Advances in neural modeling have achieved state-of-the-art (SOTA) results on public natural language processing (NLP) benchmarks, at times surpassing human performance. However, there is a gap between public benchmarks and real-world applications where noise, such as typographical or grammatical mistakes, is abundant and can result in degraded performance. Unfortunately, works which evaluate the robustness of neural models on noisy data and propose improvements, are limited to the English language. Upon analyzing noise in different languages, we observe that noise types vary greatly across languages. Thus, existing investigations do not generalize trivially to multilingual settings. To benchmark the performance of pretrained multilingual language models, we construct noisy datasets covering five languages and four NLP tasks and observe a clear gap in the performance between clean and noisy data in the zero-shot cross-lingual setting. After investigating several ways to boost the robustness of multilingual models in this setting, we propose Robust Contrastive Pretraining (RCP). RCP combines data augmentation with a contrastive loss term at the pretraining stage and achieves large improvements on noisy (and original test data) across two sentence-level (+3.2%) and two sequence-labeling (+10 F1-score) multilingual classification tasks.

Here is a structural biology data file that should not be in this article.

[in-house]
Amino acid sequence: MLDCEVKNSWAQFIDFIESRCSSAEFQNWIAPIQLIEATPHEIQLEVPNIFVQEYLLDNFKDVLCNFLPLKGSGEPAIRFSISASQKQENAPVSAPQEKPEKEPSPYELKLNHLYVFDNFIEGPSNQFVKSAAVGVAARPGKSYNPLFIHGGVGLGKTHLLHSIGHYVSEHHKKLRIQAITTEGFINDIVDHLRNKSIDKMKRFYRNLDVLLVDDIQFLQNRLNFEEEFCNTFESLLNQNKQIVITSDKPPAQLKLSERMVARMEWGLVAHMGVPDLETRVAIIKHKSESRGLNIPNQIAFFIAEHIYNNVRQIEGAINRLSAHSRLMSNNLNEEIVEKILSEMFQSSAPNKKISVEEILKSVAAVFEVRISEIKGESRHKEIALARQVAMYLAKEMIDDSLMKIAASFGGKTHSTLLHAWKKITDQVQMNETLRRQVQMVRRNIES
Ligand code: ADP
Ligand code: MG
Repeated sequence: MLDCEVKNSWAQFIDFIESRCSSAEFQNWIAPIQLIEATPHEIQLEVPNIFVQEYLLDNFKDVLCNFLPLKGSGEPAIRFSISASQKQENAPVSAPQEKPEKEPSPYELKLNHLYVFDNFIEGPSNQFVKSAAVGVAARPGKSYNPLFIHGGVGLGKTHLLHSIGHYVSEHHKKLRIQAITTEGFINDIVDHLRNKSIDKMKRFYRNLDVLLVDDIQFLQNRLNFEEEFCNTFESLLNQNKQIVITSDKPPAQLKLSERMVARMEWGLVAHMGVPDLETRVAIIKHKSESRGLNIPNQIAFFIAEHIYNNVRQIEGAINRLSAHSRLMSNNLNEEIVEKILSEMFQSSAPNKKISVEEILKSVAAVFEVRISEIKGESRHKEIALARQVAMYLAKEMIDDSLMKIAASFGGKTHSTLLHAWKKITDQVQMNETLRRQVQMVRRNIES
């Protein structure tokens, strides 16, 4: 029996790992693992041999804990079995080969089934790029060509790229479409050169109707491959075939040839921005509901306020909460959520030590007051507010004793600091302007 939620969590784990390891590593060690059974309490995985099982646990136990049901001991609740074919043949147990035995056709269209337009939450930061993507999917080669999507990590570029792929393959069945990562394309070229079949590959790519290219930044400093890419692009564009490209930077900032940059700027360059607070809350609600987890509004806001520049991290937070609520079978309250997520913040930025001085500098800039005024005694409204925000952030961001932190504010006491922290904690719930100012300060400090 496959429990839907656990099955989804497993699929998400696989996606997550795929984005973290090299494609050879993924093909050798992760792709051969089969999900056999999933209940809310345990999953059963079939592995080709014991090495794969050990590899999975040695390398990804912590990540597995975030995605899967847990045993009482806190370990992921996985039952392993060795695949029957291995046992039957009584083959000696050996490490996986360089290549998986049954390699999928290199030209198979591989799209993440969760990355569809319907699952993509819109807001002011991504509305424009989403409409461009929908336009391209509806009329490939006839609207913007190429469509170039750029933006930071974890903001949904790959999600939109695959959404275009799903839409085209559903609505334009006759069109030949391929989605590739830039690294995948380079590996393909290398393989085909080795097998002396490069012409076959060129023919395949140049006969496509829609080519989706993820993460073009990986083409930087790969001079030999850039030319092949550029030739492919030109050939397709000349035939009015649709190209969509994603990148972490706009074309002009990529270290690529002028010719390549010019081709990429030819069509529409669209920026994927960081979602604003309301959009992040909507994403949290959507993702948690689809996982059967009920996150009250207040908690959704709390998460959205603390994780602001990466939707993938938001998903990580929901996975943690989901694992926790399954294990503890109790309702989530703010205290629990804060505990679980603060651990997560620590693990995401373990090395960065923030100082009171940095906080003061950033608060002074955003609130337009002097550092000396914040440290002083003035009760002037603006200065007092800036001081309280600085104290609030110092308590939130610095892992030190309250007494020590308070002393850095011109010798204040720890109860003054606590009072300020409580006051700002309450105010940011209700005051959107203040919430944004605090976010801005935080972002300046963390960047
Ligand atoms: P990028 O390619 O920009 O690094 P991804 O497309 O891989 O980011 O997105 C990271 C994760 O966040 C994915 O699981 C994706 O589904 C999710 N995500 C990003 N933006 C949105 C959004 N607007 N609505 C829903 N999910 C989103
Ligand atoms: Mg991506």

Intent Classification (IC) and Slot Labeling (SL) models, which form the basis of dialogue systems, often encounter noisy data in real-word environments. In this work, we investigate how robust IC/SL models are to noisy data. We collect and publicly release a test-suite for seven common noise types found in production human-to-bot conversations (abbreviations, casing, misspellings, morphological variants, paraphrases, punctuation and synonyms). On this test-suite, we show that common noise types substantially degrade the IC accuracy and SL F1 performance of state-of-the-art BERT-based IC/SL models. By leveraging cross-noise robustness transfer, i.e. training on one noise type to improve robustness on another noise type, we design aggregate data-augmentation approaches that increase the model performance across all seven noise types by +10.8% for IC accuracy and +15 points for SL F1 on average. To the best of our knowledge, this is the first work to present a single IC/SL model that is robust to a wide range of noise phenomena.